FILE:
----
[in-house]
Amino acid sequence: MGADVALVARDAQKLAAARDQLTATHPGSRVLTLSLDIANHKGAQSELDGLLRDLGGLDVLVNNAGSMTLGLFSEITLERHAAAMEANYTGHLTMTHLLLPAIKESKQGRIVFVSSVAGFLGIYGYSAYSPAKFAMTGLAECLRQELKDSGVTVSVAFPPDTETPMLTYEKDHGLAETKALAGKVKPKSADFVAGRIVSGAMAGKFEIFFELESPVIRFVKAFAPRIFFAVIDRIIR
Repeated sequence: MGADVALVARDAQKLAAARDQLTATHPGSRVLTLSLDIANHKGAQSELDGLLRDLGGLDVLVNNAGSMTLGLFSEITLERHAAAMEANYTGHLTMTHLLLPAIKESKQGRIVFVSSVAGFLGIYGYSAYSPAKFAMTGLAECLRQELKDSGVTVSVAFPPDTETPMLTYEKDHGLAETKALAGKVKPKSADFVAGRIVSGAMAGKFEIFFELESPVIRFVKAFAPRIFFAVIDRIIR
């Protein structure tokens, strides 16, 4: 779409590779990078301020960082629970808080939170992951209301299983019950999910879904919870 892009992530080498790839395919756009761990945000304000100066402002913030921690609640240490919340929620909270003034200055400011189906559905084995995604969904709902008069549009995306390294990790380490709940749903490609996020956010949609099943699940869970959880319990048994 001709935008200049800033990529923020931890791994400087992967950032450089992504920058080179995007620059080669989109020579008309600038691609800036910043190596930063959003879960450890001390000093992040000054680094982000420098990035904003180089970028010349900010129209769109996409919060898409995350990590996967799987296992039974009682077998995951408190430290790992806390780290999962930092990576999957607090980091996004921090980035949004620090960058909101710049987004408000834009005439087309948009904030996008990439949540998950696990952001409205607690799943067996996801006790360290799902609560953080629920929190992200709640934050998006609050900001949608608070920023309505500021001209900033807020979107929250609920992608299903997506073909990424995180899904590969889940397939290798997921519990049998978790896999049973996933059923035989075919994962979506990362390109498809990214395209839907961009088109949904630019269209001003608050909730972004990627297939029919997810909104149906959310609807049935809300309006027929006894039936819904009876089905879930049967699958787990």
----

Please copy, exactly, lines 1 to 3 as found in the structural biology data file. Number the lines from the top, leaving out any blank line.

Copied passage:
[in-house]
Amino acid sequence: MGADVALVARDAQKLAAARDQLTATHPGSRVLTLSLDIANHKGAQSELDGLLRDLGGLDVLVNNAGSMTLGLFSEITLERHAAAMEANYTGHLTMTHLLLPAIKESKQGRIVFVSSVAGFLGIYGYSAYSPAKFAMTGLAECLRQELKDSGVTVSVAFPPDTETPMLTYEKDHGLAETKALAGKVKPKSADFVAGRIVSGAMAGKFEIFFELESPVIRFVKAFAPRIFFAVIDRIIR
Repeated sequence: MGADVALVARDAQKLAAARDQLTATHPGSRVLTLSLDIANHKGAQSELDGLLRDLGGLDVLVNNAGSMTLGLFSEITLERHAAAMEANYTGHLTMTHLLLPAIKESKQGRIVFVSSVAGFLGIYGYSAYSPAKFAMTGLAECLRQELKDSGVTVSVAFPPDTETPMLTYEKDHGLAETKALAGKVKPKSADFVAGRIVSGAMAGKFEIFFELESPVIRFVKAFAPRIFFAVIDRIIR